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Bruce Madmin

28-02-02, 07:40 PM (GMT)
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8. "RE: RB's 2002 Australian tour: ticket prices"
In response to message #7
 
   >That's gone up, then. I'm
>sure I remember it being
>26 before the House closed.


My fag packet works like this...

Arts council grant = 9M
+ contribution from friends, trust, donations probably takes it to around 10M - may be more even.

Rough number of performances per year = 120

Which means each performance is subsidised to the tune of..
10,000,000/120 = 83,000

Seats in house=2250
average occupancy about 90%
So av seats sold each night = 2000

And so average seat subsidy = 83,000/2000 = 42

All number rough but the end result is not a million miles away I'm sure.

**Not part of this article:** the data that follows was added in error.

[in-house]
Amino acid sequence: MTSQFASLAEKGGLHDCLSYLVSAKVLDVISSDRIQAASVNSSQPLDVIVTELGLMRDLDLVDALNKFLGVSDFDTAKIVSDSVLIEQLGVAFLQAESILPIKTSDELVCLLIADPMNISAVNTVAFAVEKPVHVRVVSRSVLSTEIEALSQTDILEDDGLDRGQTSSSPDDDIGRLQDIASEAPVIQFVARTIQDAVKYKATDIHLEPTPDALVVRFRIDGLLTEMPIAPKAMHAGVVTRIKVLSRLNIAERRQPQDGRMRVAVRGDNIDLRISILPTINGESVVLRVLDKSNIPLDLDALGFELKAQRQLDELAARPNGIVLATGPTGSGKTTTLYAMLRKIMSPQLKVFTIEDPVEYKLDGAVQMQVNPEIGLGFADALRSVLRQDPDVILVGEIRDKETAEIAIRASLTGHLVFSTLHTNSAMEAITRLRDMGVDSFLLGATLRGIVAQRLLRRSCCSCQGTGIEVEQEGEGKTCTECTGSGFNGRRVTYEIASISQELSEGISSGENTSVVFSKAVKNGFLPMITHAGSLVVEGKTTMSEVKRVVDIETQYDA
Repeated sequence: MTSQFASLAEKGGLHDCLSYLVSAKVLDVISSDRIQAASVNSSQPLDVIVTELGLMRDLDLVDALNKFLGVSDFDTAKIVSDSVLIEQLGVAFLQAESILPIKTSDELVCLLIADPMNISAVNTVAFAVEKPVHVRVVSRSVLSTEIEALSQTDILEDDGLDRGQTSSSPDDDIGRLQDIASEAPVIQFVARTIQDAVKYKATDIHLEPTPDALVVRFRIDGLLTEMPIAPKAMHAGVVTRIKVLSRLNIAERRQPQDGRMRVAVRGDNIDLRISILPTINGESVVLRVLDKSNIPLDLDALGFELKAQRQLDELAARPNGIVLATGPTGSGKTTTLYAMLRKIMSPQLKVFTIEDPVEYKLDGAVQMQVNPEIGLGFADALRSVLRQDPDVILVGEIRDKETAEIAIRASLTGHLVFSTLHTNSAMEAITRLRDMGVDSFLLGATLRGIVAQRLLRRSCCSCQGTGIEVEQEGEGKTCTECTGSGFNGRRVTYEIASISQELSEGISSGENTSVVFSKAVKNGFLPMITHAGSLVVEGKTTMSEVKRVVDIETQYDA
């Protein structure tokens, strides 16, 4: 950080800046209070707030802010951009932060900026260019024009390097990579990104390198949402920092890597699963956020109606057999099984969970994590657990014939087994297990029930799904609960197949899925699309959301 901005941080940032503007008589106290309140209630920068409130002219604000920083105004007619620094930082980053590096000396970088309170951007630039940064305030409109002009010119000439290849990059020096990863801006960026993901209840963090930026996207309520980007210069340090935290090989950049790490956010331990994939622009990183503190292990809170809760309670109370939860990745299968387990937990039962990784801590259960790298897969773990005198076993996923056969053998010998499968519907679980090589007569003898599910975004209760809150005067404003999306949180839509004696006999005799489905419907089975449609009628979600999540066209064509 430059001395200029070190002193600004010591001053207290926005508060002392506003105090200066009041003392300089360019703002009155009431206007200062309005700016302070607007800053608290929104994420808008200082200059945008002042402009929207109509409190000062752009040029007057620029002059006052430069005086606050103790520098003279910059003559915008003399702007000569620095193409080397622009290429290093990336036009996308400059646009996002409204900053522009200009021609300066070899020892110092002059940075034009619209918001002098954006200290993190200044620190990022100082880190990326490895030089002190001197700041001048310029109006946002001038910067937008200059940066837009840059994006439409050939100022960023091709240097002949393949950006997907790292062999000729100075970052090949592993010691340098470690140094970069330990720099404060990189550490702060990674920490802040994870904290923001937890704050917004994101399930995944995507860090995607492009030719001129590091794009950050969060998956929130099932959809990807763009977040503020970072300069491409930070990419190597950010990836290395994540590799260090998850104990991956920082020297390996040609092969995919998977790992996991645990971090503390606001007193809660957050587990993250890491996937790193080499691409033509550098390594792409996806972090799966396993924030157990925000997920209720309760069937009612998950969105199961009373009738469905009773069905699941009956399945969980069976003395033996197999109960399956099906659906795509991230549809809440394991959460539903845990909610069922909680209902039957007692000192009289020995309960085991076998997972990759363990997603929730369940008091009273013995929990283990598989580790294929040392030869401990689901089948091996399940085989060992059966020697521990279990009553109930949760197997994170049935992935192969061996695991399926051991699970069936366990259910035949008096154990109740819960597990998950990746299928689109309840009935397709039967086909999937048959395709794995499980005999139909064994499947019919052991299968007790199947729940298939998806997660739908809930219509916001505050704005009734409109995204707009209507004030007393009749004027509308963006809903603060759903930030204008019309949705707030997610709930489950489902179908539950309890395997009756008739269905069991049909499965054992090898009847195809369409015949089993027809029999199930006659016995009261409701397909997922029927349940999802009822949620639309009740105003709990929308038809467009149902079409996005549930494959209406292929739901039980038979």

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AEHandley

28-02-02, 10:52 PM (GMT)
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9. "RE: RB's 2002 Australian tour: ticket prices"
In response to message #4
 
   >I gather that the Melbourne and
>Sydney prices range from the
>equivalent of 33 to 50
>- nothing cheaper.

Whereas these prices don't seem unreasonable by London standards, the cost of living in Oz is much lower and I think these would be shocking prices to most Australians so I understand the gripes.


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MichellePotter

01-03-02, 09:10 AM (GMT)
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10. "RE: RB's 2002 Australian tour: ticket prices"
In response to message #9